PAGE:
Now is Also the Best Time to Study Religion and Politics

By Paul A. Djupe and the religioninpublic.blog team

[photo credit: Right Wing Watch]

Over at his eponymous blog, Tom Pepinsky just wrote that “This Is the Best Time Ever to Study Political Science,” making a strong case for disciplinary study. Political Science is well situated to address his top 10 questions (even as many of us have stood in front of classes these days and just shrugged on occasion lately).

For the same reasons, this is also the (latest) best time to study religion and politics in the US and beyond. Normally, getting to the core of how religion and politics interrelate is difficult work, forcing us to adopt creative research designs and complex statistical analyses. When a generation of people have been making the same arguments about the same issues without much change in attitudes (e.g., on abortion), it is almost impossible to sort out religious influence.

But in 2016-17, findings are everywhere, scattered on the surface for the first time in a long time, that allow us to start pulling apart the causal threads.  Take these observations and questions amassed from the team:

1) 81% of white evangelicals supported Trump despite the evangelical #NeverTrump movement. It is rare to see evangelical elites positioning themselves criticizing the Republican standard bearer. Did anyone listen? (Paul)

2) Trump was elected by people who support banning immigrants from the US, but evangelical elites from every state just put out a full page ad in the Washington Post opposing the same. (Paul)

3) Clergy in congregations appear to have had little to say in 2016 about either presidential candidate publicly. As the stakes of political disagreement grow, are clergy becoming less relevant in this polarized era? (Paul)

4) The religiously unaffiliated—whose numbers are growing by leaps and bounds—largely backed Hillary Clinton in 2016, but there are differences among this group, as self-identified atheists and agnostics were far more likely to do so than those Americans who identify as “nothing in particular.”  (Melissa Deckman)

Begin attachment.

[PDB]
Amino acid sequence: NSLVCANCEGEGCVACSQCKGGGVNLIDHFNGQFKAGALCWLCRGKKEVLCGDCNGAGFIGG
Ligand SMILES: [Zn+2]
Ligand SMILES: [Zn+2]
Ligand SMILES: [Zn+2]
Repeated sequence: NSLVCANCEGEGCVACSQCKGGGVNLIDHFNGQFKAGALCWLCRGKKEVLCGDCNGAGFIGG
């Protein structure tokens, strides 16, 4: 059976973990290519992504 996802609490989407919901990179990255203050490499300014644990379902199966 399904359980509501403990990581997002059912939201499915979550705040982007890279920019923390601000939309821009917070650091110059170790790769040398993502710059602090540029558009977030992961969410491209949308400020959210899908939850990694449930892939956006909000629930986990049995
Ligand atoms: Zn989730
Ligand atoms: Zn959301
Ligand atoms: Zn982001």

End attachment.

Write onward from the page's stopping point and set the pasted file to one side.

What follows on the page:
5) The Catholic vote in 2016 was more polarized than ever, with White Catholics far more likely to back Trump than Latino Catholics. Given the liberal tenor of the papacy of Pope Francis, it will be fascinating to watch what impact, if any, he has on the political behavior of Catholics in the near future. (Melissa Deckman)

6) What role will religion play in the burgeoning leftist Tea Party-like movement that has emerged to protest the Trump administration? (Melissa Deckman)

7) Courts and legislatures are still sorting out how to balance religious liberty protections and LGBT rights, while the U.S. Supreme Court has yet to weigh in. SCOTUS’s denial to hear an appeal by Elane Photography sends a signal that they may side with non-discrimination policies. (Dan Bennett)

8) In the recent past, evangelicals seemed to be embracing the demographic status of long-term cultural decline and promoting pluralistic politics that seek to protect rights of minority groups. But with the election of Trump, will these activists stay the course or seize the current political opportunity to engage in cultural majoritarian politics, protecting only their own status and views? (Andy Lewis)